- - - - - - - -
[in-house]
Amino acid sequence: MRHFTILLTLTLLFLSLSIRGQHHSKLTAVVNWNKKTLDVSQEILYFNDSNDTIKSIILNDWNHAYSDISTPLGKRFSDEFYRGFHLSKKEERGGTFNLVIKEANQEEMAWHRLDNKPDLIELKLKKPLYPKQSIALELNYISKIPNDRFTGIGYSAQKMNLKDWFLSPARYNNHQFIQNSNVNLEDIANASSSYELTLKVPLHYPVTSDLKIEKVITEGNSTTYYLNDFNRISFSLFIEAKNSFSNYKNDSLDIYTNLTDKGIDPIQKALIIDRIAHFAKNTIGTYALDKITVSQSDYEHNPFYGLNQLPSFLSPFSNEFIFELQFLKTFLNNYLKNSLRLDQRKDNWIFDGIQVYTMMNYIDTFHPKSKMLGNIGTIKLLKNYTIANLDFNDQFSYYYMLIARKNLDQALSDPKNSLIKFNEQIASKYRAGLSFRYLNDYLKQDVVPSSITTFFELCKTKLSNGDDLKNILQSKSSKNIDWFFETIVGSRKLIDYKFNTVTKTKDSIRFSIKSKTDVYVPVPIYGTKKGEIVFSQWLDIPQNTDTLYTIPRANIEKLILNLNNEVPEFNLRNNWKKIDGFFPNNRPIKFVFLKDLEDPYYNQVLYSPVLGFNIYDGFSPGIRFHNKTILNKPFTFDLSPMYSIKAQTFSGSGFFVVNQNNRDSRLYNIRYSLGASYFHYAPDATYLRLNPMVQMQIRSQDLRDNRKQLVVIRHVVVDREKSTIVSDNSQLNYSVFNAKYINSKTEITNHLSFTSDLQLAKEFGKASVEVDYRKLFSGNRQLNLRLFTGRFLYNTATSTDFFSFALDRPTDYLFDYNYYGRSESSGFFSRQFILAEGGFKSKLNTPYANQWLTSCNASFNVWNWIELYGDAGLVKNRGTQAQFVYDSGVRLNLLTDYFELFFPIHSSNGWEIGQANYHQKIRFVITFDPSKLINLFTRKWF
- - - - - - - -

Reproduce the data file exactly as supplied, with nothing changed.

[in-house]
Amino acid sequence: MRHFTILLTLTLLFLSLSIRGQHHSKLTAVVNWNKKTLDVSQEILYFNDSNDTIKSIILNDWNHAYSDISTPLGKRFSDEFYRGFHLSKKEERGGTFNLVIKEANQEEMAWHRLDNKPDLIELKLKKPLYPKQSIALELNYISKIPNDRFTGIGYSAQKMNLKDWFLSPARYNNHQFIQNSNVNLEDIANASSSYELTLKVPLHYPVTSDLKIEKVITEGNSTTYYLNDFNRISFSLFIEAKNSFSNYKNDSLDIYTNLTDKGIDPIQKALIIDRIAHFAKNTIGTYALDKITVSQSDYEHNPFYGLNQLPSFLSPFSNEFIFELQFLKTFLNNYLKNSLRLDQRKDNWIFDGIQVYTMMNYIDTFHPKSKMLGNIGTIKLLKNYTIANLDFNDQFSYYYMLIARKNLDQALSDPKNSLIKFNEQIASKYRAGLSFRYLNDYLKQDVVPSSITTFFELCKTKLSNGDDLKNILQSKSSKNIDWFFETIVGSRKLIDYKFNTVTKTKDSIRFSIKSKTDVYVPVPIYGTKKGEIVFSQWLDIPQNTDTLYTIPRANIEKLILNLNNEVPEFNLRNNWKKIDGFFPNNRPIKFVFLKDLEDPYYNQVLYSPVLGFNIYDGFSPGIRFHNKTILNKPFTFDLSPMYSIKAQTFSGSGFFVVNQNNRDSRLYNIRYSLGASYFHYAPDATYLRLNPMVQMQIRSQDLRDNRKQLVVIRHVVVDREKSTIVSDNSQLNYSVFNAKYINSKTEITNHLSFTSDLQLAKEFGKASVEVDYRKLFSGNRQLNLRLFTGRFLYNTATSTDFFSFALDRPTDYLFDYNYYGRSESSGFFSRQFILAEGGFKSKLNTPYANQWLTSCNASFNVWNWIELYGDAGLVKNRGTQAQFVYDSGVRLNLLTDYFELFFPIHSSNGWEIGQANYHQKIRFVITFDPSKLINLFTRKWF